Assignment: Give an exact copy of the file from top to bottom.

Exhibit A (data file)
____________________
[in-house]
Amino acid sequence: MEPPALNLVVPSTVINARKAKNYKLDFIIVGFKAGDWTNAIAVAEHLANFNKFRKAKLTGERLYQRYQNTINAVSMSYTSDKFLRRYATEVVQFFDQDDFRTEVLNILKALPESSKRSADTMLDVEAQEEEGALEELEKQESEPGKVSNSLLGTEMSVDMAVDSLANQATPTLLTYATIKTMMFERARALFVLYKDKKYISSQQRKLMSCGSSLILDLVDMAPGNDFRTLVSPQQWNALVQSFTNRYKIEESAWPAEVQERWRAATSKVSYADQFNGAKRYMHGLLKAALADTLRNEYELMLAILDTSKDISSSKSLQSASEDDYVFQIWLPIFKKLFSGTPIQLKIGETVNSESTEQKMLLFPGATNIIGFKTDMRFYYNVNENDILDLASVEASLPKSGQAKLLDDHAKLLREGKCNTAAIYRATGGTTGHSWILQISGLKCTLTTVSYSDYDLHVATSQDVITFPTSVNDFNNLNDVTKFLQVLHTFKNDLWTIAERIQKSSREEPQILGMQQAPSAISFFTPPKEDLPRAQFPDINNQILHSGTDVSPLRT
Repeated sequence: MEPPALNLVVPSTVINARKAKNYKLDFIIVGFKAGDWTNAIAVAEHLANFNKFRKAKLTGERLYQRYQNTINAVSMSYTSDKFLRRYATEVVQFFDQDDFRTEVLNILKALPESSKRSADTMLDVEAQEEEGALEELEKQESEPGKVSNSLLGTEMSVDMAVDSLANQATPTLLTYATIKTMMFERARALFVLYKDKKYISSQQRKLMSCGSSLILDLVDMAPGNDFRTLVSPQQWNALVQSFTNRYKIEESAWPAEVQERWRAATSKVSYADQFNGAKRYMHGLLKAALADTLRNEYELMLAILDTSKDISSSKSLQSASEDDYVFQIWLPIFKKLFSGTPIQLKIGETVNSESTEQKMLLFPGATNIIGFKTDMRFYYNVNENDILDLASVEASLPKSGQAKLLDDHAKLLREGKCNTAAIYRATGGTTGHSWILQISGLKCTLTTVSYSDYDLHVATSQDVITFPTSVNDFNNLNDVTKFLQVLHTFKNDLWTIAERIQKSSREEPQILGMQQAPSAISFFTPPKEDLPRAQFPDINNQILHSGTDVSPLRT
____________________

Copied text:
[in-house]
Amino acid sequence: MEPPALNLVVPSTVINARKAKNYKLDFIIVGFKAGDWTNAIAVAEHLANFNKFRKAKLTGERLYQRYQNTINAVSMSYTSDKFLRRYATEVVQFFDQDDFRTEVLNILKALPESSKRSADTMLDVEAQEEEGALEELEKQESEPGKVSNSLLGTEMSVDMAVDSLANQATPTLLTYATIKTMMFERARALFVLYKDKKYISSQQRKLMSCGSSLILDLVDMAPGNDFRTLVSPQQWNALVQSFTNRYKIEESAWPAEVQERWRAATSKVSYADQFNGAKRYMHGLLKAALADTLRNEYELMLAILDTSKDISSSKSLQSASEDDYVFQIWLPIFKKLFSGTPIQLKIGETVNSESTEQKMLLFPGATNIIGFKTDMRFYYNVNENDILDLASVEASLPKSGQAKLLDDHAKLLREGKCNTAAIYRATGGTTGHSWILQISGLKCTLTTVSYSDYDLHVATSQDVITFPTSVNDFNNLNDVTKFLQVLHTFKNDLWTIAERIQKSSREEPQILGMQQAPSAISFFTPPKEDLPRAQFPDINNQILHSGTDVSPLRT
Repeated sequence: MEPPALNLVVPSTVINARKAKNYKLDFIIVGFKAGDWTNAIAVAEHLANFNKFRKAKLTGERLYQRYQNTINAVSMSYTSDKFLRRYATEVVQFFDQDDFRTEVLNILKALPESSKRSADTMLDVEAQEEEGALEELEKQESEPGKVSNSLLGTEMSVDMAVDSLANQATPTLLTYATIKTMMFERARALFVLYKDKKYISSQQRKLMSCGSSLILDLVDMAPGNDFRTLVSPQQWNALVQSFTNRYKIEESAWPAEVQERWRAATSKVSYADQFNGAKRYMHGLLKAALADTLRNEYELMLAILDTSKDISSSKSLQSASEDDYVFQIWLPIFKKLFSGTPIQLKIGETVNSESTEQKMLLFPGATNIIGFKTDMRFYYNVNENDILDLASVEASLPKSGQAKLLDDHAKLLREGKCNTAAIYRATGGTTGHSWILQISGLKCTLTTVSYSDYDLHVATSQDVITFPTSVNDFNNLNDVTKFLQVLHTFKNDLWTIAERIQKSSREEPQILGMQQAPSAISFFTPPKEDLPRAQFPDINNQILHSGTDVSPLRT